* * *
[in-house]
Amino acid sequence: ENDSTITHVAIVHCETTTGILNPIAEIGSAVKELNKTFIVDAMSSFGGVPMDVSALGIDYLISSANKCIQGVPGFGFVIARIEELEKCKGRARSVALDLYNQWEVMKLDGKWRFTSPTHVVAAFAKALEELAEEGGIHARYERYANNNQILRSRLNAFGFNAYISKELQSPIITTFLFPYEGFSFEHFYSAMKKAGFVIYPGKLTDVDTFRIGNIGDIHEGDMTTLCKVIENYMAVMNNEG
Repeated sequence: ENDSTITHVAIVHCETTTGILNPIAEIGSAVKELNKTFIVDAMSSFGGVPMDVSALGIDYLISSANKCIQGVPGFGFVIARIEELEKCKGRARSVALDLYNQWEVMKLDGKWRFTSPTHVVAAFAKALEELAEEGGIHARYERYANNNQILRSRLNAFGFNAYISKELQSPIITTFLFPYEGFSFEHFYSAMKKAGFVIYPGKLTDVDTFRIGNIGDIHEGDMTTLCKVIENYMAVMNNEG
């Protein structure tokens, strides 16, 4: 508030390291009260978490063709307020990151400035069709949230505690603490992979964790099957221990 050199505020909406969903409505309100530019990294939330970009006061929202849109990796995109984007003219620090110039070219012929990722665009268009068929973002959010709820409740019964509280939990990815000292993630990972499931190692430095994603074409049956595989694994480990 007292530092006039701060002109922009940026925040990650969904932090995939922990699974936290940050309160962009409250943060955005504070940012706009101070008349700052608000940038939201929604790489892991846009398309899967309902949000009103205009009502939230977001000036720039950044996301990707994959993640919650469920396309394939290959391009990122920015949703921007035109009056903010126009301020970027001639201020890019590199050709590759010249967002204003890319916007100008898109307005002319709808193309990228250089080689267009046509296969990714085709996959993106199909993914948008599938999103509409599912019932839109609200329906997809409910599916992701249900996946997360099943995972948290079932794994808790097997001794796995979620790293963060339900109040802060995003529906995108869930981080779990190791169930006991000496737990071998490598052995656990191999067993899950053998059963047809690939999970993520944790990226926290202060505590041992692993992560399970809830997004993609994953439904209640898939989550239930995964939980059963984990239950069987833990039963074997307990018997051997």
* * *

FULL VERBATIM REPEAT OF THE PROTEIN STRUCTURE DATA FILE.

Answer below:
[in-house]
Amino acid sequence: ENDSTITHVAIVHCETTTGILNPIAEIGSAVKELNKTFIVDAMSSFGGVPMDVSALGIDYLISSANKCIQGVPGFGFVIARIEELEKCKGRARSVALDLYNQWEVMKLDGKWRFTSPTHVVAAFAKALEELAEEGGIHARYERYANNNQILRSRLNAFGFNAYISKELQSPIITTFLFPYEGFSFEHFYSAMKKAGFVIYPGKLTDVDTFRIGNIGDIHEGDMTTLCKVIENYMAVMNNEG
Repeated sequence: ENDSTITHVAIVHCETTTGILNPIAEIGSAVKELNKTFIVDAMSSFGGVPMDVSALGIDYLISSANKCIQGVPGFGFVIARIEELEKCKGRARSVALDLYNQWEVMKLDGKWRFTSPTHVVAAFAKALEELAEEGGIHARYERYANNNQILRSRLNAFGFNAYISKELQSPIITTFLFPYEGFSFEHFYSAMKKAGFVIYPGKLTDVDTFRIGNIGDIHEGDMTTLCKVIENYMAVMNNEG
């Protein structure tokens, strides 16, 4: 508030390291009260978490063709307020990151400035069709949230505690603490992979964790099957221990 050199505020909406969903409505309100530019990294939330970009006061929202849109990796995109984007003219620090110039070219012929990722665009268009068929973002959010709820409740019964509280939990990815000292993630990972499931190692430095994603074409049956595989694994480990 007292530092006039701060002109922009940026925040990650969904932090995939922990699974936290940050309160962009409250943060955005504070940012706009101070008349700052608000940038939201929604790489892991846009398309899967309902949000009103205009009502939230977001000036720039950044996301990707994959993640919650469920396309394939290959391009990122920015949703921007035109009056903010126009301020970027001639201020890019590199050709590759010249967002204003890319916007100008898109307005002319709808193309990228250089080689267009046509296969990714085709996959993106199909993914948008599938999103509409599912019932839109609200329906997809409910599916992701249900996946997360099943995972948290079932794994808790097997001794796995979620790293963060339900109040802060995003529906995108869930981080779990190791169930006991000496737990071998490598052995656990191999067993899950053998059963047809690939999970993520944790990226926290202060505590041992692993992560399970809830997004993609994953439904209640898939989550239930995964939980059963984990239950069987833990039963074997307990018997051997």